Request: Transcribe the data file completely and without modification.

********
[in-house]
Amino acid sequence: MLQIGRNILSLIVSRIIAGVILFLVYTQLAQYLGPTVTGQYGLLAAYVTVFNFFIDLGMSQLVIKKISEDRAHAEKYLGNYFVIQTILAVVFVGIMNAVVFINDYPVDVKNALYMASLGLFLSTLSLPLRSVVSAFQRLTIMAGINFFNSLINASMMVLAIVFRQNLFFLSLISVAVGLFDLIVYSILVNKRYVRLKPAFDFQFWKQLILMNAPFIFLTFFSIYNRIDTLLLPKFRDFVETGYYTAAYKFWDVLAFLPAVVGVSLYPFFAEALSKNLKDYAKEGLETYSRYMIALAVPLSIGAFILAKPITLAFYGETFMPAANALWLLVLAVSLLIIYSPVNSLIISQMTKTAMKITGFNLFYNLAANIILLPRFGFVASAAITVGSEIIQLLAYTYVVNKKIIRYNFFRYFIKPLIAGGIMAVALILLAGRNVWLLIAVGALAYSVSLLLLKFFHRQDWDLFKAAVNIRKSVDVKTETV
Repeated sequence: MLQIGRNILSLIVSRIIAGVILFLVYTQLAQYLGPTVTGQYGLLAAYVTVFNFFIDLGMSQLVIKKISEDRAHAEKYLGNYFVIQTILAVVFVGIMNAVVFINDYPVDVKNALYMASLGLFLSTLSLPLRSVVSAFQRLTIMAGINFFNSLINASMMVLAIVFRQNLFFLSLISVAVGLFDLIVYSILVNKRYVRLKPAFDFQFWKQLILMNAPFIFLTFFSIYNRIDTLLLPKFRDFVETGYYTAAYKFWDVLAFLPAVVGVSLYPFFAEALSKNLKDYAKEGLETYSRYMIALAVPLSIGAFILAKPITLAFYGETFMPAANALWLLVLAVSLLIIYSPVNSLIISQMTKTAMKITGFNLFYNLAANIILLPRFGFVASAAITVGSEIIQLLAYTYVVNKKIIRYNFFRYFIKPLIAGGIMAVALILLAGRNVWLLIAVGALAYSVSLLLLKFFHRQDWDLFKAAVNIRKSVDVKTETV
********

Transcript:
[in-house]
Amino acid sequence: MLQIGRNILSLIVSRIIAGVILFLVYTQLAQYLGPTVTGQYGLLAAYVTVFNFFIDLGMSQLVIKKISEDRAHAEKYLGNYFVIQTILAVVFVGIMNAVVFINDYPVDVKNALYMASLGLFLSTLSLPLRSVVSAFQRLTIMAGINFFNSLINASMMVLAIVFRQNLFFLSLISVAVGLFDLIVYSILVNKRYVRLKPAFDFQFWKQLILMNAPFIFLTFFSIYNRIDTLLLPKFRDFVETGYYTAAYKFWDVLAFLPAVVGVSLYPFFAEALSKNLKDYAKEGLETYSRYMIALAVPLSIGAFILAKPITLAFYGETFMPAANALWLLVLAVSLLIIYSPVNSLIISQMTKTAMKITGFNLFYNLAANIILLPRFGFVASAAITVGSEIIQLLAYTYVVNKKIIRYNFFRYFIKPLIAGGIMAVALILLAGRNVWLLIAVGALAYSVSLLLLKFFHRQDWDLFKAAVNIRKSVDVKTETV
Repeated sequence: MLQIGRNILSLIVSRIIAGVILFLVYTQLAQYLGPTVTGQYGLLAAYVTVFNFFIDLGMSQLVIKKISEDRAHAEKYLGNYFVIQTILAVVFVGIMNAVVFINDYPVDVKNALYMASLGLFLSTLSLPLRSVVSAFQRLTIMAGINFFNSLINASMMVLAIVFRQNLFFLSLISVAVGLFDLIVYSILVNKRYVRLKPAFDFQFWKQLILMNAPFIFLTFFSIYNRIDTLLLPKFRDFVETGYYTAAYKFWDVLAFLPAVVGVSLYPFFAEALSKNLKDYAKEGLETYSRYMIALAVPLSIGAFILAKPITLAFYGETFMPAANALWLLVLAVSLLIIYSPVNSLIISQMTKTAMKITGFNLFYNLAANIILLPRFGFVASAAITVGSEIIQLLAYTYVVNKKIIRYNFFRYFIKPLIAGGIMAVALILLAGRNVWLLIAVGALAYSVSLLLLKFFHRQDWDLFKAAVNIRKSVDVKTETV